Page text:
THIS year could be a watershed for the Eurozone. There is now a real chance the region can overcome the market volatility and fragmentation of the past few years, and that countries like Greece could actively return to capital markets.
European leaders have laid much of the groundwork towards restoring credibility to Eurozone policy. But improving creditworthiness now depends on their response to the Eurozone’s economic, political, and social risks. They have a challenging but achievable agenda, though implementation risks loom large. These risks are the main reason that most of our outlooks on Eurozone sovereign credit ratings are still negative.
First, the effectiveness of “outright monetary transactions”, announced by the European Central Bank (ECB) last September, depends on the willingness of governments to follow through with measures that will likely be politically and socially contentious. The risk to the credibility of the ECB could be significant if the conditions attached to its assistance are breached due to lack of domestic political resolve. The key to a lasting solution lies with national politicians, not with the ECB. Without sustained reform progress, the ECB can only achieve temporary respites.
Another risk is complacency arising from improving market conditions. This could lead to fragile policy agreements unravelling if policymakers believe that previously-agreed actions can be shelved or watered down. It is too early to say that complacency has taken hold, but the consensus may be more brittle than many appreciate.
Investor confidence will also only return if member states continue to make progress in rebalancing their economies, by structurally stabilising public debt and further reducing external deficits. This process has some way to go and will seriously challenge political leaders.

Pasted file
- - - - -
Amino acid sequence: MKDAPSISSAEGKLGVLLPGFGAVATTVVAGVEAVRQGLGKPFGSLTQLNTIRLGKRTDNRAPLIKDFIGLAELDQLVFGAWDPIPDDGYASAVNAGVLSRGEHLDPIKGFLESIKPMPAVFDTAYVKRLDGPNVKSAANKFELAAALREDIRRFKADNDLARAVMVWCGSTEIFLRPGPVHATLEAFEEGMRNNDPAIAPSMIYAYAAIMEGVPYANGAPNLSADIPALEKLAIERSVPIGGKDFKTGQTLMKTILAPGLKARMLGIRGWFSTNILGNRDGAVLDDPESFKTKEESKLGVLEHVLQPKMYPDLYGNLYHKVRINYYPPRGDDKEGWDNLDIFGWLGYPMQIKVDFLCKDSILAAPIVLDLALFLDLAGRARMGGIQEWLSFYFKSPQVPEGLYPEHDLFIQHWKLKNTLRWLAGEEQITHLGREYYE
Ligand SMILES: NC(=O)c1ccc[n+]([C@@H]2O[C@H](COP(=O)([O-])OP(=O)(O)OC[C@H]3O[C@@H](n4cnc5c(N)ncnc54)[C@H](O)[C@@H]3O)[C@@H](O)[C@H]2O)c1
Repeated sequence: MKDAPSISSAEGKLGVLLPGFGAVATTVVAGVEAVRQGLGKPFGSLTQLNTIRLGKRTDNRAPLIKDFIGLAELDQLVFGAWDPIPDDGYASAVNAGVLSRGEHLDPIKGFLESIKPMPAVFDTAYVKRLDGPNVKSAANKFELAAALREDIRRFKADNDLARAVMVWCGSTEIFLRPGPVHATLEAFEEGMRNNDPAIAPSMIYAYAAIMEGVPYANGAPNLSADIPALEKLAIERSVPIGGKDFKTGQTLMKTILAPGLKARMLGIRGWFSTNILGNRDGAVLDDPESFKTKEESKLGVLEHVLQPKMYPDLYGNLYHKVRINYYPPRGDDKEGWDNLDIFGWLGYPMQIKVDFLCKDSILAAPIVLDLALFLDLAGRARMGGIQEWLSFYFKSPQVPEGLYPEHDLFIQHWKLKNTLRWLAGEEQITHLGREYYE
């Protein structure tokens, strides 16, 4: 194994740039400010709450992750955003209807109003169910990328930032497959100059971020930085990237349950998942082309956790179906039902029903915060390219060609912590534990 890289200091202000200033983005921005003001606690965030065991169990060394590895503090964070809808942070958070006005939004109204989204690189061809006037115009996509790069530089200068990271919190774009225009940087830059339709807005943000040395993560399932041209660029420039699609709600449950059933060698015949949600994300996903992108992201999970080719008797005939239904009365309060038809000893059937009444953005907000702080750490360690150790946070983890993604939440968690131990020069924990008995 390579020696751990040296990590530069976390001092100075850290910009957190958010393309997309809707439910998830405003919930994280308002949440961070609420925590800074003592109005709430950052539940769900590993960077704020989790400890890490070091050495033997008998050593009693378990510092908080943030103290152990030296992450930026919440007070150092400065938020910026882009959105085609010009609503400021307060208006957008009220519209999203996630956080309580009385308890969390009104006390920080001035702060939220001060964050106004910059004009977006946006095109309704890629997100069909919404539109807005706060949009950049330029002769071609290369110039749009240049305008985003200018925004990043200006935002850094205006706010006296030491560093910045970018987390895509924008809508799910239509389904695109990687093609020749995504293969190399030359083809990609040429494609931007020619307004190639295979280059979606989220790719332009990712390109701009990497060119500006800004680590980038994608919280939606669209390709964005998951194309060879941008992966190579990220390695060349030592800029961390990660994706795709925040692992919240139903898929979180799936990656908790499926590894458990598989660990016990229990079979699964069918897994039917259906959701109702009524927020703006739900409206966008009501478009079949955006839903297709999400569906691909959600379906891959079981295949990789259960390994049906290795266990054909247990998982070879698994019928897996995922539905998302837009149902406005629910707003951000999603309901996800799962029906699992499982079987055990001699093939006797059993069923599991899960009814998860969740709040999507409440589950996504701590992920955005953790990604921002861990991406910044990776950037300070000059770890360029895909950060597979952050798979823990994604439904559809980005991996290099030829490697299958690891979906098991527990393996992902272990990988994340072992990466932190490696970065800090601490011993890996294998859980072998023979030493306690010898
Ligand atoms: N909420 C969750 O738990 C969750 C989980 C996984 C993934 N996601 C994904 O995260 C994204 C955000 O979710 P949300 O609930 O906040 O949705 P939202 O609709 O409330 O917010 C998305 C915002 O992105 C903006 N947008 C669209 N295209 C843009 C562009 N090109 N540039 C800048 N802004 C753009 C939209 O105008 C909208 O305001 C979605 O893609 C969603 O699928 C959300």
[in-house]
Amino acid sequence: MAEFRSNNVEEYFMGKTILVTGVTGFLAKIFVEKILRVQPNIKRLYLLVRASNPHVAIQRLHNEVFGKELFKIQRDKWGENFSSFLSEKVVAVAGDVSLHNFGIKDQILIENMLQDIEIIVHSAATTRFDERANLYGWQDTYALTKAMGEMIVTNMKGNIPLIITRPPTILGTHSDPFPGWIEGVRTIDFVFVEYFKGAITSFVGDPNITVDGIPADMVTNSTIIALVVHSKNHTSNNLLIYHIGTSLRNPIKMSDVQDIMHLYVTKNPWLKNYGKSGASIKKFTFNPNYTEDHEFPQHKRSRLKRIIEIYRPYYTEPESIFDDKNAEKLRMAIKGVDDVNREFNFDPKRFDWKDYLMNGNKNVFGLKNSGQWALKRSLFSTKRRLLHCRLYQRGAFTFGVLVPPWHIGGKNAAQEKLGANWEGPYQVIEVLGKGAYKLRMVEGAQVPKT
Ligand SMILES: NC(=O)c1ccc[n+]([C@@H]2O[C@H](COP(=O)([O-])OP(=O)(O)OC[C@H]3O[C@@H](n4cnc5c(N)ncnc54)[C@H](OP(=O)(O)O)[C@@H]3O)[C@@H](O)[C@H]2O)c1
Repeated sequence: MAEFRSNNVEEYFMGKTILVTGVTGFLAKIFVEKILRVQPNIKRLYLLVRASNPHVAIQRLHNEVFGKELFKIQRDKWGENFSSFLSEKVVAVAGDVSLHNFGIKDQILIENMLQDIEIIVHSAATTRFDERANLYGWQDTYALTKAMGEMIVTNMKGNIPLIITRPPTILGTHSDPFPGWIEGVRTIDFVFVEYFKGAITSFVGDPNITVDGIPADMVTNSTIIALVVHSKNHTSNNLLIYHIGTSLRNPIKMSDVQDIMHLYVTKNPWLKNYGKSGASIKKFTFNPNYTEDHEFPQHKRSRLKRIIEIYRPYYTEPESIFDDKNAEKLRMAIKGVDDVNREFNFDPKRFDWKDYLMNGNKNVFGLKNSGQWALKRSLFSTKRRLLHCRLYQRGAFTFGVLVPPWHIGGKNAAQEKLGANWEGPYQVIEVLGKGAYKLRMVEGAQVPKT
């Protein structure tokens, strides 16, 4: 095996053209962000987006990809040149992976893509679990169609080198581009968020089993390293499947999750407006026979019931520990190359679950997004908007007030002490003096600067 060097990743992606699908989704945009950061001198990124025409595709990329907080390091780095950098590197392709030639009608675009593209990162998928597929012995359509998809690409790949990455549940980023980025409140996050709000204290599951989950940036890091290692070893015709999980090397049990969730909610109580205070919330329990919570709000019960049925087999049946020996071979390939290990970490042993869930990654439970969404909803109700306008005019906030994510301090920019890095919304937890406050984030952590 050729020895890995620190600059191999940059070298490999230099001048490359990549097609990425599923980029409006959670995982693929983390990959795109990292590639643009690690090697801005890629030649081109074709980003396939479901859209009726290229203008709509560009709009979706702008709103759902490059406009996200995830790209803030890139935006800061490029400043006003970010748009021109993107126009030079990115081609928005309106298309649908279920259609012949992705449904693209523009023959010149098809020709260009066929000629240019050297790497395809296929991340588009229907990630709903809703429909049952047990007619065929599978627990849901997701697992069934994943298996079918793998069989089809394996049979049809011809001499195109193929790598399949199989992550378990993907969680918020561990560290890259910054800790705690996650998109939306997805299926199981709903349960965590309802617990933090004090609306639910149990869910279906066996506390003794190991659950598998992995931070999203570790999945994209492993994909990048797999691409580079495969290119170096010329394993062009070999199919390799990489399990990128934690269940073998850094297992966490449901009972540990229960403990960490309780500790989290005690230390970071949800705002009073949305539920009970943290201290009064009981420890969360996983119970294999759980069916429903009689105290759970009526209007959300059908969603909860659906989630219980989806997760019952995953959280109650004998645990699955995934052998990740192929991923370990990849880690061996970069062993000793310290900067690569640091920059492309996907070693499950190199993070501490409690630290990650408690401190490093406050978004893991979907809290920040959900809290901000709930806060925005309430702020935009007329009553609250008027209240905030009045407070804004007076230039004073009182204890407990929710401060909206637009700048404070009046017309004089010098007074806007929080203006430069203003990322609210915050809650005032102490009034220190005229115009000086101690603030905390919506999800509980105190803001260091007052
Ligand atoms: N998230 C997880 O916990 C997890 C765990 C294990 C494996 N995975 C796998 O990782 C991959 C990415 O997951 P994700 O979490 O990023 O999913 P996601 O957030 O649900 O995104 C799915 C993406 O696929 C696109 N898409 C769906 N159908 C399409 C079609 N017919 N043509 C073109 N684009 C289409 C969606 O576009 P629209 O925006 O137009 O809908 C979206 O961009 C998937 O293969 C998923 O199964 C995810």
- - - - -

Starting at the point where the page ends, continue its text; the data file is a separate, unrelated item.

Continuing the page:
The economic and social costs of rebalancing, however, may be more easily contained if the burden was shared more evenly between the Eurozone’s core and the peripheral deficit countries. Safeguards to the social contract may also be necessary in countries suffering from high unemployment, excessive private leverage, and stagnating or falling living standards.
And with the key to successful resolution in the hands of governments, the electoral calendar remains a vital factor. Votes in the Netherlands, Greece, and France last year resulted in governments that took a constructive view of crisis resolution. We believe that the most important elections in 2013 – in Italy, Germany and Austria – will also lead to a continuation of the current policy path.
Challenges in the Eurozone remain formidable. But we expect 2013 to be a critical year in determining whether the downward trajectory of sovereign ratings in the Eurozone, which began in 2004 with the downgrades of Greece and Italy, will finally end. If we see disciplined policy implementation, progress towards economic and fiscal rebalancing, and social cohesion, it would be realistic to say that Eurozone sovereign creditworthiness had “bottomed out”.
Moritz Kraemer is head of Europe, Middle East and Africa sovereign ratings at Standard & Poor’s Rating Services.